It is an icky world

i-a901369dddddfa514231cc3216e71ac4-broken_eagle.jpgI woke up to an icky world this morning. After painfully clearing my lungs and scarfing down some medication, I scanned the TV channels for news. and the blogosphere for inspiration. The TV was giving me mainly god, while the blogosphere was giving me measles, pandemics, murdered sea lions, and this poor eagle with its beak snapped off.TV land was still in it’s pre-day stage (which runs an hour later here in the Midwest). Therefore, fully half or more of the stations were busy peddling Christianity. I learned that it was easier to accept faith and know that God has a plan than to think about life. I learned that if a woman has a special condition that causes oily sweat to exude rapidly from her palms than she would be of great interest to the fundamentalist congregations, especially the preacher who had her smear the oil on his chest. There was a white-haired lady holding up a book she wrote, her picture emblazoned on the cover, telling us that she sure wished she had this book when she was raising her children. The Godly Household or some such title. Idolatry, I thought. Let that which is Caesar’s be given to Caesar. Then there were the two or three men, minister-like, one clearly a priest, who had figured out the secrets of Armageddon. Oh, and an offer for “Mystery Holy Water.” For free. But I’ll bet there’s a catch…Apparently, the coming plague is coming, and it’s measles. I had measles, I think literally a few months before the vaccine was introduced. I only barely remember it. I remember mumps much more clearly, or at least part of that episode. I think the mumps freaked out my family members more than measles (maybe for good reason, maybe not). I remember the elder women coming into the sick room one by one and carrying out ritual healing practices involving liquids, powders, and smelly solids often contained in fine crystal or sterling silver containers emblazoned with religious iconography. That is about all I remember of the event. Anyway, vaccine denialists are ruining it for everyone. More people seem to be dying of measles every year due to lack of rational thinking. (See here, here, and here. )When the coming plague really does come (and who knows what it will be), some of us will be triaged away into oblivion, according to a recent report.

Doctors know some patients needing lifesaving care won’t get it in a flu pandemic or other disaster. The gut-wrenching dilemma will be deciding who to let die….an influential group of physicians has drafted a grimly specific list of recommendations for which patients wouldn’t be treated. They include the very elderly, seriously hurt trauma victims, severely burned patients and those with severe dementia. *

Don’t you think we should vote on this or something?Meanwhile, over in the Sea, they are shooting Sea Lions and seals. This is up on the Columbia River where, as has been the case for probably thousands of years, people are fighting over Salmon. Six sea lions were trapped and shot to death just now, and a day or two ago, three elephant seals were shot to death down in California, in a possibly related event (though I don’t think Elephant Seals eat very much salmon… am I wrong about that?)The dead sea lions included four California style and two Stellar style.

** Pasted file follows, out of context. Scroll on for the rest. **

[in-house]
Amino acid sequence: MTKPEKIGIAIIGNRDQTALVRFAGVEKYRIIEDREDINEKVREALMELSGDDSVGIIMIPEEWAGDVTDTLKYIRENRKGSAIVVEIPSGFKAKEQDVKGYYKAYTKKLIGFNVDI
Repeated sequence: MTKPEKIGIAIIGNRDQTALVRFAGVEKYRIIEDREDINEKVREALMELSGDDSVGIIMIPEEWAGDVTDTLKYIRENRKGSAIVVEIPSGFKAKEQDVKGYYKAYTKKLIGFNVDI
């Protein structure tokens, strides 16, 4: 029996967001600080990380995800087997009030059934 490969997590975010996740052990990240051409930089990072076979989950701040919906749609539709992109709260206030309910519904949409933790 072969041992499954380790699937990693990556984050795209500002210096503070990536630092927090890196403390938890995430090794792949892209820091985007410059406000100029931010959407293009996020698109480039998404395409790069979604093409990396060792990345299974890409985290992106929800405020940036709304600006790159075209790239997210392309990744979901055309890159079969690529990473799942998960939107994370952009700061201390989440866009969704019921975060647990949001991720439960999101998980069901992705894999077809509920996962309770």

Washington and Oregon have been granted federal authorization to capture or kill as many as 85 sea lions a year for five years at the base of the dam, where they feed on endangered salmon headed upriver to spawn.Fishermen and American Indian tribes have pushed to protect the salmon and remove the sea lions, by lethal force if necessary, forcing a delicate balancing act by the federal government.The Humane Society of the United States has gone to court to challenge the authorization, with another hearing set for May 8. Until a judge rules, no animals may be legally killed.”We’re really shocked,” said Sharon Young, a Humane Society spokeswoman, who learned about the sea lion deaths from a reporter.”We’re a nation of laws, and we should expect people to abide by them,” Young said. *

And what about this poor eagle?

She has been named Beauty, though this eagle is anything but. Part of Beauty’s beak was shot off several years ago, leaving her with a stump that is useless for hunting food. A team of volunteers is working to attach an artificial beak to the disfigured bird, in an effort to keep her alive. *

Apparently, it is possible for a partly damaged beak to grow back, but hers did not. If she survives, this bird will continue to be a sort of ambassador eagle, used to pre-shame young children to thus be less likely to target practice on raptors when they grow up and are issued the standard firearms.

Share and Enjoy:
  • Twitter
  • StumbleUpon
  • Facebook
  • Digg
  • del.icio.us
  • Yahoo! Buzz
  • Google Bookmarks
  • LinkedIn
Bookmark the permalink.

2 Responses to It is an icky world

  1. Stephanie Z says:

    There’s a reason I catch up on my fiction reading when I’m sick. I stay away from anything that’s won an award, though. I’ve never really understood the virtue of brutal “realism,” but it seems to appeal to committees.Do feel better, please.

  2. natural cynic says:

    I’m old enough to have caught the mumps and I distinctly remember the dire warnings from other boys that you had to be careful or YOUR BALLS WOULD SWELL UP!!!

Leave a Reply

Your email address will not be published. Required fields are marked *

You may use these HTML tags and attributes: <a href="" title=""> <abbr title=""> <acronym title=""> <b> <blockquote cite=""> <cite> <code> <del datetime=""> <em> <i> <q cite=""> <strike> <strong>